I feel like we got a lot of insight into Peggy’s character last week, but on a very broad level (we know she has feelings, we know she can kick ass, we know she’s capable and maybe even a little closed off when it comes to relationships). But this whole episode was really a study of Peggy as she exists beyond those constructs. Every situation she encountered — starting with her run-in with Jimmy, the man who would ultimately get one of the girls kicked out of housing — served to chip away at her armor a little more and a little more, until by the time we got to the end of the hour, Peggy was so broken and lost that she couldn’t keep up her facade anymore. And maybe all she needed was a cup of coffee and a hell of a lot of booze with her soon-to-be-BFF, but sometimes, no matter how strong you are, you have to break in order to be put back together. Peggy Carter showed us that tonight.

 

Odds & Ends:

  • Welcome, Bridget Regan! Bridget has long been one of my favorite actresses since her time on Legend of the Seeker, and when I found out she was coming to Agent Carter I was more excited than I could express. We only got a brief intro to Dot tonight, but I have a feeling there’s a lot more to come (and there’s a trio I never knew I needed to see on my TV screen: Hayley Atwell, Lyndsy Fonseca, and Bridget Regan. Three of my favorite actresses in one show, all playing awesome ladies!)
  • Did you catch the Budapest reference in Jarvis’ speech about Anna and the war? If you’re a Marvel fan, you’ll recognize it from one of the most widely quoted scenes from The Avengers, between Black Widow and Hawkeye — “this is just like Budapest all over again!” Of course, no one knows what happened in Budapest, but Marvel sure is making it fun to torture us about it by throwing the reference in, and it can’t be a coincidence. (Fun fact: “Budapest” was actually a cut line from Captain America: The Winter Soldier when Pierce was telling Natasha nothing would remain hidden if she exposed Hydra’s secrets. Chew on that!)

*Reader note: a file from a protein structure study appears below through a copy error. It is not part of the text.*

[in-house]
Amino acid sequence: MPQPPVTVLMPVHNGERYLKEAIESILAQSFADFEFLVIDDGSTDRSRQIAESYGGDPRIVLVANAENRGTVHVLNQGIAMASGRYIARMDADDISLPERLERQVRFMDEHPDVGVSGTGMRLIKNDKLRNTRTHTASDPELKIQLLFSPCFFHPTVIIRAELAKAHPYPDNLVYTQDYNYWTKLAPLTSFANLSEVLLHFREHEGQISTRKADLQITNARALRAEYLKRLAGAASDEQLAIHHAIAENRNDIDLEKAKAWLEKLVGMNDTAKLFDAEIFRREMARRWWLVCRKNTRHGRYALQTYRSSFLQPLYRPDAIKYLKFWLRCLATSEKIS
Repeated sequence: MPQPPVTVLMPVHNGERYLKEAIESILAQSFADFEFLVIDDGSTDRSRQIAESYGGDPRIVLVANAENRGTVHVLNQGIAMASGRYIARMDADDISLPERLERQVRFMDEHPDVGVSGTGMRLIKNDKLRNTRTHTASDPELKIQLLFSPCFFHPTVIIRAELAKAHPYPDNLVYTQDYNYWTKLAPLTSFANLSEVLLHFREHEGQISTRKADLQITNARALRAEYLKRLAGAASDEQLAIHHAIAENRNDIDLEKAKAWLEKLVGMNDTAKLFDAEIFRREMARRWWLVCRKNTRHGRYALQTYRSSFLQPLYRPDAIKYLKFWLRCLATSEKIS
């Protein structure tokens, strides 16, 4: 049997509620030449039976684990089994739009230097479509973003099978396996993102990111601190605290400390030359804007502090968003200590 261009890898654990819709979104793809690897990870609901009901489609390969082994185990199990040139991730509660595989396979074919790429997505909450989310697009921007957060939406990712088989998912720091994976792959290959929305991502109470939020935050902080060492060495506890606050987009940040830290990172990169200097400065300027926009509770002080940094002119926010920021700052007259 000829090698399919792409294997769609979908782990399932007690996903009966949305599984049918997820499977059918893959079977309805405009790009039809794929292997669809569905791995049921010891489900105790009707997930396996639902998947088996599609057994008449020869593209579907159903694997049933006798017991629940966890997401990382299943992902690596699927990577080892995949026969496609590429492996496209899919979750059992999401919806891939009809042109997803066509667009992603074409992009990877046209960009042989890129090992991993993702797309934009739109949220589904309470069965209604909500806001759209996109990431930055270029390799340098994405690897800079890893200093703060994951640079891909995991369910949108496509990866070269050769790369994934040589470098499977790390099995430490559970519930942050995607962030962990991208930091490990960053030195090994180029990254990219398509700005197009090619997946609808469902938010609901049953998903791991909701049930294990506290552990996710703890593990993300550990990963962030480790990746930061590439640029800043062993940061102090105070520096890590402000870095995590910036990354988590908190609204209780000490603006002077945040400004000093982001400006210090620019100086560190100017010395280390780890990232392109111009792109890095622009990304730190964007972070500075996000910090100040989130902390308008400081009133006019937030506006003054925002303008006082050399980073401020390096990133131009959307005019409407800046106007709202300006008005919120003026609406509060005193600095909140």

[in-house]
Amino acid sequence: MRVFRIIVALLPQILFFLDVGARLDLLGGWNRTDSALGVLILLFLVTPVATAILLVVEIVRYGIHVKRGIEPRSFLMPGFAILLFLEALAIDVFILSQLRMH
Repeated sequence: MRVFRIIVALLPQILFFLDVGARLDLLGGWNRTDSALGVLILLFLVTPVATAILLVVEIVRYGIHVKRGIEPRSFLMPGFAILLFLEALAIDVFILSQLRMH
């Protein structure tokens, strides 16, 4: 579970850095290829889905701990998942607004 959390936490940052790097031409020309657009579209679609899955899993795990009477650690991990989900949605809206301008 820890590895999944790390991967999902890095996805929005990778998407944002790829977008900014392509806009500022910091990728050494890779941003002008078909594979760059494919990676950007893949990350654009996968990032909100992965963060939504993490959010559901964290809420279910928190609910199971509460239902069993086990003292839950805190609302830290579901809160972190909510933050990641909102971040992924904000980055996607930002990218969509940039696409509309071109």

• What an end statement — Peggy marching into work while the men mourn their fallen friend, and the men are all in their drab blazers and suits. Peggy, on the other hand, is a bright burst of color. The costume department has been outstanding in putting together visuals like this (remember the opening?) and I really loved that juxtaposition especially since the whole scene was basically Peggy standing in the middle of a somber funeral.

What did you think of the episode?

One thought on “AGENT CARTER: “Time & Tide”

  1. Probably not a surprise, but I loved the episode and am really loving the show. I didn’t expect them to find all of the missing weapons so soon, but it was probably a good decision as it keeps the show moving forward at a good pace. Too many weeks pursuing the same objective can weigh a series down.

    I really like the direction they’re taking with the characters, especially Peggy. They continue to add layers of depth to her character that make sense and are interesting. She’s a hero you can really get behind. The death of an SSR agent, while always sad, was a necessary move. It raises the stakes and adds tension in the form of not knowing if everyone you come to care about may survive.

    The only time I was annoyed with the story was when they introduced the weapon that crushes an opponent’s bones and then minutes later it is needed to save the day. It’s kind of a contrived plot line to introduce the solution to a problem minutes before the problem, but as someone who tries to write now and then, on occasion you have no other choice. It is kind of lazy writing. They should set up the solution further in advance and then have the hero recall it at the right time. Although I guess sometimes in television they worry about viewers not remembering what happened more than ten minutes ago. I think this show can give it’s loyal viewers more credit.

    That was a minor point though and I’m very much looking forward to future episodes.